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Title: Improved growth rate in Clostridium thermocellum hydrogenase mutant via perturbed sulfur metabolism

Abstract

Background: Metabolic engineering is a commonly used approach to develop organisms for an industrial function, but engineering aimed at improving one phenotype can negatively impact other phenotypes. This lack of robustness can prove problematic. Cellulolytic bacterium Clostridium thermocellum is able to rapidly ferment cellulose to ethanol and other products. Recently, genes involved in H 2 production, including the hydrogenase maturase hydG, were deleted from the chromosome of C. thermocellum. While ethanol yield increased, the growth rate decreased substantially compared to wild type. Results: Addition of 5 mM acetate to the growth medium improved the growth rate in C. thermocellum ΔhydG, whereas wild type remained unaffected. Transcriptomic analysis of the wild type showed essentially no response to the addition of acetate. However, in C. thermocellum ΔhydG, 204 and 56 genes were significantly differentially regulated relative to wild type in the absence and presence of acetate, respectively. Genes Clo1313_0108-0125, which are predicted to encode a sulfate transport system and sulfate assimilatory pathway, were drastically up-regulated in C. thermocellum ΔhydG in presence of added acetate. A similar pattern was seen with proteomics. Further physiological characterization demonstrated an increase in sulfide synthesis and elimination of cysteine consumption in C. thermocellum ΔhydG. In conclusion, sulfurmore » metabolism is perturbed in C. thermocellum ΔhydG, possibly to increase flux through sulfate reduction to act as an electron sink to balance redox reactions.« less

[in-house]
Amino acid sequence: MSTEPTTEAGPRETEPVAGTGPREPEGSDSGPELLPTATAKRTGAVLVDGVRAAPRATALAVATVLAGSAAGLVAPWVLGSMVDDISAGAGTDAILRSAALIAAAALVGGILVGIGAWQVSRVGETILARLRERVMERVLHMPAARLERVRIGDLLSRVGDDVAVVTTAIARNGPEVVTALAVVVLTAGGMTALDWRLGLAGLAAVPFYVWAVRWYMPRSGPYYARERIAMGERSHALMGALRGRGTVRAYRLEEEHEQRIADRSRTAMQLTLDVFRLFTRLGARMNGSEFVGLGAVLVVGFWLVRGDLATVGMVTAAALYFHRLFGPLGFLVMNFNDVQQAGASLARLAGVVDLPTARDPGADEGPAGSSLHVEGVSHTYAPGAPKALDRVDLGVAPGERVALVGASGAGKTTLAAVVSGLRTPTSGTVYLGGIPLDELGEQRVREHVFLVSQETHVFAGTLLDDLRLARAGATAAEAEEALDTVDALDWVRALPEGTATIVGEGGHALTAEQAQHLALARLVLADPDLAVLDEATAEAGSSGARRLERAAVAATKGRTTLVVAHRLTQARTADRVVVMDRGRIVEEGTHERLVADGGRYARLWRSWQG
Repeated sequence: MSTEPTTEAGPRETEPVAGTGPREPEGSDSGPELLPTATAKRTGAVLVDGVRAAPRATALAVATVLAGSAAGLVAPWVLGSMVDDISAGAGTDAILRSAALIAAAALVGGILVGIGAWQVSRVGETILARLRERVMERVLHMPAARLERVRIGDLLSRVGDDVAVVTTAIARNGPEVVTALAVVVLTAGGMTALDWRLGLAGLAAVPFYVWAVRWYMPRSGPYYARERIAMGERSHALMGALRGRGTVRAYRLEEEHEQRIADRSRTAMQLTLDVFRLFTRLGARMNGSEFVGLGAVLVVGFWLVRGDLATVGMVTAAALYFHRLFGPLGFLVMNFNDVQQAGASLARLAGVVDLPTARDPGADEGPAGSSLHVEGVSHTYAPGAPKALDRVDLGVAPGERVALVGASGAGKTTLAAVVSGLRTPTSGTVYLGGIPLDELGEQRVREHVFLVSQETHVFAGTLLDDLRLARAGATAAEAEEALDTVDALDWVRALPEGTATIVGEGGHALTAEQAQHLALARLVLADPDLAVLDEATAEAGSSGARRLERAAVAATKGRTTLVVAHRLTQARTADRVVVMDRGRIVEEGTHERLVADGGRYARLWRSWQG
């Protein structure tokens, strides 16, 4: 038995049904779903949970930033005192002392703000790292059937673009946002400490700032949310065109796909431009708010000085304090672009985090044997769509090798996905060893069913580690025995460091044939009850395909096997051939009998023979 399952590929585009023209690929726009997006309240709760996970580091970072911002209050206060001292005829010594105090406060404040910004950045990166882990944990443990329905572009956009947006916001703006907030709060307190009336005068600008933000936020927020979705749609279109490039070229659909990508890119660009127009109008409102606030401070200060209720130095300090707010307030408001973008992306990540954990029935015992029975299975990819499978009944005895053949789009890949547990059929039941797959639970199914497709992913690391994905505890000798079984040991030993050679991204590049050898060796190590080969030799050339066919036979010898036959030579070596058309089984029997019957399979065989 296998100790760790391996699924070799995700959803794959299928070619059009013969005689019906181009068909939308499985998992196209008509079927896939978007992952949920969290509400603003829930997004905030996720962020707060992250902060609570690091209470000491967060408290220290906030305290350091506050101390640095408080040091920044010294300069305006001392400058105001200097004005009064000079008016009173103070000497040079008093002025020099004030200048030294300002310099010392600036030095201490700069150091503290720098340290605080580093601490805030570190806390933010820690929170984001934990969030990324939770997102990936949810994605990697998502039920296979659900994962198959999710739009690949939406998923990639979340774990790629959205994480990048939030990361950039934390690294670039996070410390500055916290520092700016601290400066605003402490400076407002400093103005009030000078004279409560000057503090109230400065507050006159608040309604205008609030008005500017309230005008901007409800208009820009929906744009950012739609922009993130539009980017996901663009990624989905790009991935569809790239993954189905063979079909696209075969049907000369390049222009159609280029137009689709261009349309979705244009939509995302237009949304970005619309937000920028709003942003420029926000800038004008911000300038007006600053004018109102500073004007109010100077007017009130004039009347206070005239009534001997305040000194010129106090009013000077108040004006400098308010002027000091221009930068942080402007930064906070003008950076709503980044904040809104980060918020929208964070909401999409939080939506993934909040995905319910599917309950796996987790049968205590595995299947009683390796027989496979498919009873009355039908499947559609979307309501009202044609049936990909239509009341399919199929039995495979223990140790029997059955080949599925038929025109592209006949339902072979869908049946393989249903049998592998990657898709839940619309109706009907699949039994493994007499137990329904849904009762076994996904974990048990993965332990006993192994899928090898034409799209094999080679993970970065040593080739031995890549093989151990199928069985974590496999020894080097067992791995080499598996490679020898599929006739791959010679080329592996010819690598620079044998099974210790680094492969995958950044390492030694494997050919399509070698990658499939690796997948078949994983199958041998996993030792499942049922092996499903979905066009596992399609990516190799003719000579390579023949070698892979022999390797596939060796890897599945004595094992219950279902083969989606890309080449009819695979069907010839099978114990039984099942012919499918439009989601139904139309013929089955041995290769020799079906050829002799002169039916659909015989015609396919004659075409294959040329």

Authors:
 [1];  [2]; ORCiD logo [3]; ORCiD logo [2];  [2];  [2]; ORCiD logo [3]; ORCiD logo [2]; ORCiD logo [2]
  1. Oak Ridge National Lab. (ORNL), Oak Ridge, TN (United States). Biosciences Division; Oak Ridge National Lab. (ORNL), Oak Ridge, TN (United States). BioEnergy Science Center; Indian Inst. of Technology Delhi, Hauz Khas, New Delhi (India)
  2. Oak Ridge National Lab. (ORNL), Oak Ridge, TN (United States). Biosciences Division; Oak Ridge National Lab. (ORNL), Oak Ridge, TN (United States). BioEnergy Science Center
  3. Oak Ridge National Lab. (ORNL), Oak Ridge, TN (United States). BioEnergy Science Center; Oak Ridge National Lab. (ORNL), Oak Ridge, TN (United States). Chemical Sciences Division
Publication Date:
Research Org.:
Oak Ridge National Lab. (ORNL), Oak Ridge, TN (United States)
Sponsoring Org.:
USDOE Office of Science (SC), Biological and Environmental Research (BER) (SC-23)
OSTI Identifier:
1393809
Grant/Contract Number:  
AC05-00OR22725
Resource Type:
Journal Article: Accepted Manuscript
Journal Name:
Biotechnology for Biofuels
Additional Journal Information:
Journal Volume: 10; Journal Issue: 1; Journal ID: ISSN 1754-6834
Publisher:
BioMed Central
Country of Publication:
United States
Language:
English
Subject:
09 BIOMASS FUELS; Cellulosic ethanol; Clostridium thermocellum; Redox balance; Metabolic engineering; Sulfate reduction

Citation Formats